As a result, a majority of participants will pay less in fees, Reeder said.

According to hypothetical examples provided by Savings Plus, the annual fees for a participant with a balance of $100,000, will decline by $4 vs. the old fee system. For a $600,000 balance, the fees will fall by $54.

For people with the largest balances, the asset-based fee component is capped at $240 a year for the first $600,000 in an account. That means, for example, the total fees for an account of $800,000 will be $154 less than under the old system.

Fees will remain the same for someone with a $60,000 balance and will go up by $5 a year for someone with an account balance of $10,000, according to the hypothetical balances provided by Savings Plus.

Savings Plus also established a one-year fee waiver for new employees, a strategy designed to encourage enrollments, Reeder said.

“With the increased fee transparency, the goal was for the change to aid in conversations with participants looking to move their assets out of the plan,” she added. “The visibility of the asset-based fee provides another talking point for our representatives, but also for our participants to leverage with new providers, to help our participants with these questions when comparing Savings Plus to another plan.” Retirees can keep their assets in the plans.

Reeder and her team looked at peers’ practices regarding costs and transparency. “We were in the middle,” she said. “We could do better.”

Savings Plus acted after working with Callan as its plan design and provider search consultant; its record keeper, Nationwide Retirement Solutions; and its custodian, J.P. Morgan.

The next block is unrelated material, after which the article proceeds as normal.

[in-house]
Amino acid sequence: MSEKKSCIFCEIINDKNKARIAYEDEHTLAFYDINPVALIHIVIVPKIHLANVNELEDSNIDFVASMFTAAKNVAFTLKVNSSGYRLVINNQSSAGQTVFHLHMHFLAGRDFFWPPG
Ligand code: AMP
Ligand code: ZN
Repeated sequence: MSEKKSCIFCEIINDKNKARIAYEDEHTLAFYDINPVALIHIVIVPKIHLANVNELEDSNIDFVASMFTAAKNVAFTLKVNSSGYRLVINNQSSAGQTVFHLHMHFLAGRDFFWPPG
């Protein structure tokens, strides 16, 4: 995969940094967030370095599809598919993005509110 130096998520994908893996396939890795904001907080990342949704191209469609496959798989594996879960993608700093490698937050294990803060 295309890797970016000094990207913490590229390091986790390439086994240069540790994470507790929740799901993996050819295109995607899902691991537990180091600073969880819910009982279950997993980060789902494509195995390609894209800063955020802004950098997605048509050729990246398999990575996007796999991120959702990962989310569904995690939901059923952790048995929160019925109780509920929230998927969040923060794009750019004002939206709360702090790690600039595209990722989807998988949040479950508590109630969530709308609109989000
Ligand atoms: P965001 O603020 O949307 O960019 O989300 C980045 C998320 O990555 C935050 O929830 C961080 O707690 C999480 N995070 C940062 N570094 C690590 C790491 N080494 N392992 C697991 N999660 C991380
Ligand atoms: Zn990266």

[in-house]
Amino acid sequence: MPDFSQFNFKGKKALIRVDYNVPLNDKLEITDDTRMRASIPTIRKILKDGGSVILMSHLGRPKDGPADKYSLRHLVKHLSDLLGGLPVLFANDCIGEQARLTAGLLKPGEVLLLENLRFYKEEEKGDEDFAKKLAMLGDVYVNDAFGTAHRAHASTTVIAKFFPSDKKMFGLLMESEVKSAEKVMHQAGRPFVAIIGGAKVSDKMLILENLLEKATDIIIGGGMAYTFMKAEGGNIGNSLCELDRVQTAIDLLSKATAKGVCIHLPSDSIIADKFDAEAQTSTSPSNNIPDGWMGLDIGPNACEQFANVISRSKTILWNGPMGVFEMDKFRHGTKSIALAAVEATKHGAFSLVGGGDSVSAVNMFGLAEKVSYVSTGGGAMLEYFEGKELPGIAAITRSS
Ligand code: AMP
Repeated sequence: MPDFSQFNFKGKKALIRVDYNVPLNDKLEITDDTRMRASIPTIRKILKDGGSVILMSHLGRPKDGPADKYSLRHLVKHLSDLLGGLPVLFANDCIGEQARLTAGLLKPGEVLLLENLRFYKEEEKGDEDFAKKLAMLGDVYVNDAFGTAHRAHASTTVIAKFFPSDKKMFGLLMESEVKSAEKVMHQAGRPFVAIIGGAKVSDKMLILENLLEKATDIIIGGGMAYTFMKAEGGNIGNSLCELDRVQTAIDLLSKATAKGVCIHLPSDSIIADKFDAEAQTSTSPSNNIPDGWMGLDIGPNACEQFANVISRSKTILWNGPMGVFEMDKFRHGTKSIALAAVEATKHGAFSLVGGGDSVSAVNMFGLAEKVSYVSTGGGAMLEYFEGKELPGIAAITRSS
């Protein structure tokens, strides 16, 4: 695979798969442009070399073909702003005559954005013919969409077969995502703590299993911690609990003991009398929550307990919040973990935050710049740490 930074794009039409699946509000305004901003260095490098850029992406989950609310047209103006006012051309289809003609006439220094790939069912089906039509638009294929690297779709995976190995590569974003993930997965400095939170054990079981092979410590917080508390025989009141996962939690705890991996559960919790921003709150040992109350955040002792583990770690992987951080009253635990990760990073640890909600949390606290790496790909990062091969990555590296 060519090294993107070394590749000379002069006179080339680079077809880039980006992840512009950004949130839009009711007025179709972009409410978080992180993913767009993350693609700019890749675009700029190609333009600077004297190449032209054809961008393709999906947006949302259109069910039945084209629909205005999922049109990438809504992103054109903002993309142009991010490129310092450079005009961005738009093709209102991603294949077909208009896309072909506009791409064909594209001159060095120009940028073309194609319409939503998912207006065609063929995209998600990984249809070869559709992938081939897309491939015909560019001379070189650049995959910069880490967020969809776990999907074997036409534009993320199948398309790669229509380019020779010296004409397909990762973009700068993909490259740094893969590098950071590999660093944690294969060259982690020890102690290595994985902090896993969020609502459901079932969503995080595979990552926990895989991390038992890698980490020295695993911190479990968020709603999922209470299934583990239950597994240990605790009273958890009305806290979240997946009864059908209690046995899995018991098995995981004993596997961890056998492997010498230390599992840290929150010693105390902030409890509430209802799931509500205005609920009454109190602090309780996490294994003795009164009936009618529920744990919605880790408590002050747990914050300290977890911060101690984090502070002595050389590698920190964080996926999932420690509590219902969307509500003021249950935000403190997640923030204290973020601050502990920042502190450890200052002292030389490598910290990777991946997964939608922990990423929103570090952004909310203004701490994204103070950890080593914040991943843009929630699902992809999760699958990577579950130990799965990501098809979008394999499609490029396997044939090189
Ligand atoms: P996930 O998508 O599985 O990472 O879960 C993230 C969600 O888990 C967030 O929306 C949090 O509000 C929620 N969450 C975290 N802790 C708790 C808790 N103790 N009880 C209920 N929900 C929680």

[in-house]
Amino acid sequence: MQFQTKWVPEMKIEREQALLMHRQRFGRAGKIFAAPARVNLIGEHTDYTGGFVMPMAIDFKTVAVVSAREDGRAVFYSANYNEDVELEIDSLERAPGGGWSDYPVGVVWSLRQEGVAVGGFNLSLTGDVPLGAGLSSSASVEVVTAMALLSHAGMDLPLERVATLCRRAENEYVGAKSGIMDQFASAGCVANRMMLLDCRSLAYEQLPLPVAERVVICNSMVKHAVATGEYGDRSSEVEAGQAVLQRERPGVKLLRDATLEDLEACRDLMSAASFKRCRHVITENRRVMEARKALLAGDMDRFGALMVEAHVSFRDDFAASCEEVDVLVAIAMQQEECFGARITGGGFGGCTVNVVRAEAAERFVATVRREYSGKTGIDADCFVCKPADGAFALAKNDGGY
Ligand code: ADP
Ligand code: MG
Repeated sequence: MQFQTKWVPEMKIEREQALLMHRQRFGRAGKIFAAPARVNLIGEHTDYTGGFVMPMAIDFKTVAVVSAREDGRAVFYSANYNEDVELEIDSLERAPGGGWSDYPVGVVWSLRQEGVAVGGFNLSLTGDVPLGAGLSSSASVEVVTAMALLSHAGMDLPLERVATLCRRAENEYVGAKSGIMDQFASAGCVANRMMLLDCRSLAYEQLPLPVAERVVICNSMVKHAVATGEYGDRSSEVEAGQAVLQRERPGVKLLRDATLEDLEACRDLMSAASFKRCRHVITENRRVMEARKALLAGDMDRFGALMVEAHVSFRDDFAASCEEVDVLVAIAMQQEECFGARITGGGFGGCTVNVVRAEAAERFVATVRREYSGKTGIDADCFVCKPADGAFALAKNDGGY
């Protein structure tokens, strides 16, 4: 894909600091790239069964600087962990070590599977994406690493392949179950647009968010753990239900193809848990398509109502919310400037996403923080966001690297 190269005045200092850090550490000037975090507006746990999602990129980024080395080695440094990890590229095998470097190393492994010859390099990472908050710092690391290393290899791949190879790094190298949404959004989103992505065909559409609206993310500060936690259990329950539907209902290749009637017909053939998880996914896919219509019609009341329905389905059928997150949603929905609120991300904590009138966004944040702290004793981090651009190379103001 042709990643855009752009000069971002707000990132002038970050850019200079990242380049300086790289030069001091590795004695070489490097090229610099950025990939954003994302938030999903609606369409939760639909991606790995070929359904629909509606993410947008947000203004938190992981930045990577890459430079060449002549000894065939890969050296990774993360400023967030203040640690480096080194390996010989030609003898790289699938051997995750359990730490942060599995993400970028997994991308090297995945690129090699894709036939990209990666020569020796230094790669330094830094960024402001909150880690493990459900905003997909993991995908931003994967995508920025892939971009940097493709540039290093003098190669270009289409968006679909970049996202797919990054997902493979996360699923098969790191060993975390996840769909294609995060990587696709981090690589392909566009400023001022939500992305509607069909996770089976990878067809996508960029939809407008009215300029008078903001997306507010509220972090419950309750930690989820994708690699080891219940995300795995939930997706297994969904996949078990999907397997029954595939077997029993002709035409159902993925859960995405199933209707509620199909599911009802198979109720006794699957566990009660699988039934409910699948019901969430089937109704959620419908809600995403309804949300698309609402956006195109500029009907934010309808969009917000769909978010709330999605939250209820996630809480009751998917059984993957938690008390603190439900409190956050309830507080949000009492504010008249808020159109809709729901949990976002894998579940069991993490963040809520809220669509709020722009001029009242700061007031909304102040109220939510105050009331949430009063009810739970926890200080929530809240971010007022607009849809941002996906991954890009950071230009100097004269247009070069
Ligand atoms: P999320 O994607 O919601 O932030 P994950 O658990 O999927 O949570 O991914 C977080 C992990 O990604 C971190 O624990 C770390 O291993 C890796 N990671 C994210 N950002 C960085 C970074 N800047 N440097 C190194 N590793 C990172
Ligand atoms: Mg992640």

Communicating the changes required an extensive education campaign. Among the efforts were a quarterly newsletter; information to participants on where they could find the fee changes on the plan website; fee change notices sent via postcard and email prior to implementation; and emails to human resources officials and labor unions prior to the changes.

Savings Plus also published a list of 17 FAQs, ranging from the reason for the changes — a greater level of fee transparency, simplifying plan education and communication, and making fees equitable — to detailed discussions about amounts, timing and deduction practices.

Reeder said many of the FAQs were based on discussions with peers. “Many were on point for us, but we fine-tuned it,” she said.

As a result, she described participant feedback as “fairly neutral,” adding that there were some concerns that were addressed “when we walked people through the changes.”

The Saving Plus approach earned a rave review from one judge.

“I loved the way that the plan re-evaluated their fee structure piece by piece for improvements,” the judge wrote. “This case study could help lead the way for other plans to follow suit but be free to reach their own conclusions.”